Certainly the Bible is a book – indeed, a collection of books – very varied, in which, as well as men and women, not even God has a single face. Around this text so varied has worked for millennia, and continues to do so, the Jewish tradition. And this because when in the 1st century AD, with the Diaspora , Judaism lost its connotations of a people's doctrine with a land and a nation to become the identity of a people dispersed among the other peoples, the sons of Israel began to inhabit their books in a certain sense. The Bible, first of all. Deprived of the earth, they have made of the sacred text their territory: it is not by chance that the tradition of the rabbis defines itself as "a hedge around the Torah", that is the Bible. A hedge to defend this text, delimit it, interpret it.
Talmud is the Hebrew name of the great collection of comments and consultations to the ethical, juridical and ritual norms of the Jewish people: it is the book that tells of this hedge; indeed, more than a book, it is an immense collection of discussions. Talmud is a word that derives from the Hebrew root lamad, which means both "teaching" and "learning". It is not a unitary book, far from it. It works more or less like this: a teacher (or rabbi, because this means the word) interprets a biblical passage or even just a word of the text and affirms: "I think this means". Here comes another teacher who argues "no, look, I think it means this other thing". A disciple sticks his nose and says shyly – but not too much – his own. It goes on like this, in a discussion without either head or tail, and most often in the end there is no solution, everyone remains of their own opinion. It is up to the reader, or the rabbi who came centuries later, to decide what he thinks is right.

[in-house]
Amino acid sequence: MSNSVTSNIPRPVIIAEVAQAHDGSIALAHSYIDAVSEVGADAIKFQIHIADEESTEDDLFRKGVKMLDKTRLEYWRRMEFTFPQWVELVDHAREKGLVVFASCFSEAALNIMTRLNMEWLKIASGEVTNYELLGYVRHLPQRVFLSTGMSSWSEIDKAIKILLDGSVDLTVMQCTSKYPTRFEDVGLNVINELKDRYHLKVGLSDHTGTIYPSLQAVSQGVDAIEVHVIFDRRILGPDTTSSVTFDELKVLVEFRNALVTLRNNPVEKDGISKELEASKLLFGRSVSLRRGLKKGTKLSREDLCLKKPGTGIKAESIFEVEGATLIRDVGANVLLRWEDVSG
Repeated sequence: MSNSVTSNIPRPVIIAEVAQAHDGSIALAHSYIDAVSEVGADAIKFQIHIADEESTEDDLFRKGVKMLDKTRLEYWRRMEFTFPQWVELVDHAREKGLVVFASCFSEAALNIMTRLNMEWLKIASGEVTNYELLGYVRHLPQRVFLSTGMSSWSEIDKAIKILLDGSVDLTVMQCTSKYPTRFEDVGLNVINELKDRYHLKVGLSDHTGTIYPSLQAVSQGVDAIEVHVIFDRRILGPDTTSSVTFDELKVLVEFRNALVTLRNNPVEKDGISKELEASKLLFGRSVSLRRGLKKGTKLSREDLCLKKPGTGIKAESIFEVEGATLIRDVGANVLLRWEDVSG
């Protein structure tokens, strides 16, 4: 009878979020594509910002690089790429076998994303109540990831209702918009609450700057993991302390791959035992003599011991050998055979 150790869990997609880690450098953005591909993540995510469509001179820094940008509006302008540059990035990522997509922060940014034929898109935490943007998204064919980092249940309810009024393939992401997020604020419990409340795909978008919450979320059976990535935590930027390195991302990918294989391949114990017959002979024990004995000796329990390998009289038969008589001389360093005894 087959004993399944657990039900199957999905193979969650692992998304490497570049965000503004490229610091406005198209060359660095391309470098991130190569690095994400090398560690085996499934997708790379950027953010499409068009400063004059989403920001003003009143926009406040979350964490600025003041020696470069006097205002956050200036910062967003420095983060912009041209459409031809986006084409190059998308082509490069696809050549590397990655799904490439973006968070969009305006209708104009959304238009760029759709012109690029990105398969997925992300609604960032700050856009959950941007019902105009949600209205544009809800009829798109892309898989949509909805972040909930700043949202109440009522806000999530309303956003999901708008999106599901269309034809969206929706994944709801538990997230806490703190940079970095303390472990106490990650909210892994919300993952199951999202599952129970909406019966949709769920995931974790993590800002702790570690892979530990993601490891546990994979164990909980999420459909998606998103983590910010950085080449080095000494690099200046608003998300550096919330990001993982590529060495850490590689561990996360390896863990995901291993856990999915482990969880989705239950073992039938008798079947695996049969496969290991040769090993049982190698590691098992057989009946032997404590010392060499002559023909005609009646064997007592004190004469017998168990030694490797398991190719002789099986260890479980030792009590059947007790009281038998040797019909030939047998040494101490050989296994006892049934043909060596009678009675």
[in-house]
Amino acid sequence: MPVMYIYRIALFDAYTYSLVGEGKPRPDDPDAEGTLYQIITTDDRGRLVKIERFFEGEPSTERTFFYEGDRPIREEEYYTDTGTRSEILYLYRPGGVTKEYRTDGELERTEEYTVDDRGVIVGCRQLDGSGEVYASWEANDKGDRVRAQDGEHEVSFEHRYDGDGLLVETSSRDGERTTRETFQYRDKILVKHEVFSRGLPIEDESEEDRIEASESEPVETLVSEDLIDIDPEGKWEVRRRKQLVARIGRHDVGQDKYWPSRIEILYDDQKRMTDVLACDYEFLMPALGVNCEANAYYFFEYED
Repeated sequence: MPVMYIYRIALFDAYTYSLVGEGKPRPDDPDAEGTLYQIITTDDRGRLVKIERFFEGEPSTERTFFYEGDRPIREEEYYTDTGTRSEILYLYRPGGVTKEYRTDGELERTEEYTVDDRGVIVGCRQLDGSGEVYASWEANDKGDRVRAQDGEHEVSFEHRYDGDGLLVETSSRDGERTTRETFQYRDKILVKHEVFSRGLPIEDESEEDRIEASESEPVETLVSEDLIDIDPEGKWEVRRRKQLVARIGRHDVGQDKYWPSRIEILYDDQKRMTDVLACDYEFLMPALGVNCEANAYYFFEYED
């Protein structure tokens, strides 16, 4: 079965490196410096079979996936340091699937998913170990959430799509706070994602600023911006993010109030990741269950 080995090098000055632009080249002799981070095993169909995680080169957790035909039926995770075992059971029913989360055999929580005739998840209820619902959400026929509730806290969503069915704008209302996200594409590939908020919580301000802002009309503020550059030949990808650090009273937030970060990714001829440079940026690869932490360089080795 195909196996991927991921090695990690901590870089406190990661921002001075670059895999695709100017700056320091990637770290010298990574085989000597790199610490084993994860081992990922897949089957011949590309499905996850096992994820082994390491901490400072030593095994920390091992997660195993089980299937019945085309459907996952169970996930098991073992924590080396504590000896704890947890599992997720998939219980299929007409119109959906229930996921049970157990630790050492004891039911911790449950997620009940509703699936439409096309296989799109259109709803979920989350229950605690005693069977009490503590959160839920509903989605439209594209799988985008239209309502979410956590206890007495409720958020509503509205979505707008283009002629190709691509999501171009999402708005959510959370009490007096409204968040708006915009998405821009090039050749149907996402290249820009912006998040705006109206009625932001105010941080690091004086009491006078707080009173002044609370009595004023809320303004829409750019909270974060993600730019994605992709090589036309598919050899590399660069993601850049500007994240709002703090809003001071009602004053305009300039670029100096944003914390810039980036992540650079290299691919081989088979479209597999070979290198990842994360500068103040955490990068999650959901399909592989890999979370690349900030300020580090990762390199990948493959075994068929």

This is the Talmud: the story of countless discussions, of hair split in four, in eight and then left there. There are stories, anecdotes, pages of ancient lived life, because the Talmud dates back to the 6th-7th century. Since then this great book has imbued the life of Judaism and inspires countless other texts and discussions. In rabbinical schools, in fact, we continue to discuss and put these discussions in writing.
The study in Judaism
But Judaism is not, of course, just a set of discussions, because from these spontaneously born ideas came thoughts about the world. After all, it is an empirical scientific method of looking at things, with an attitude that is always ready to change, to evaluate new elements. The Talmud is an open text, which opens the mind, and is a composite text, formed on the basis of a previous work, the Mishnah , the collection of ethical-juridical norms first transmitted orally and then written, dating back to 3 ° -5 Century. It is in fact the commentary on this first code, and has in turn given rise to an infinite number of comments, commentaries, supercommentaries.
Where was the Talmud studied ? In the school, which was both a place of worship and learning. School and synagogue mostly correspond. The study is fundamental in Judaism: the achievement of the age of majority for the Jews, which is called bar mitzwah (literally "son of the precept"), is in fact for the boy of thirteen a kind of examination, in which he must demonstrate to know how to read the Bible in Hebrew and understand its meaning.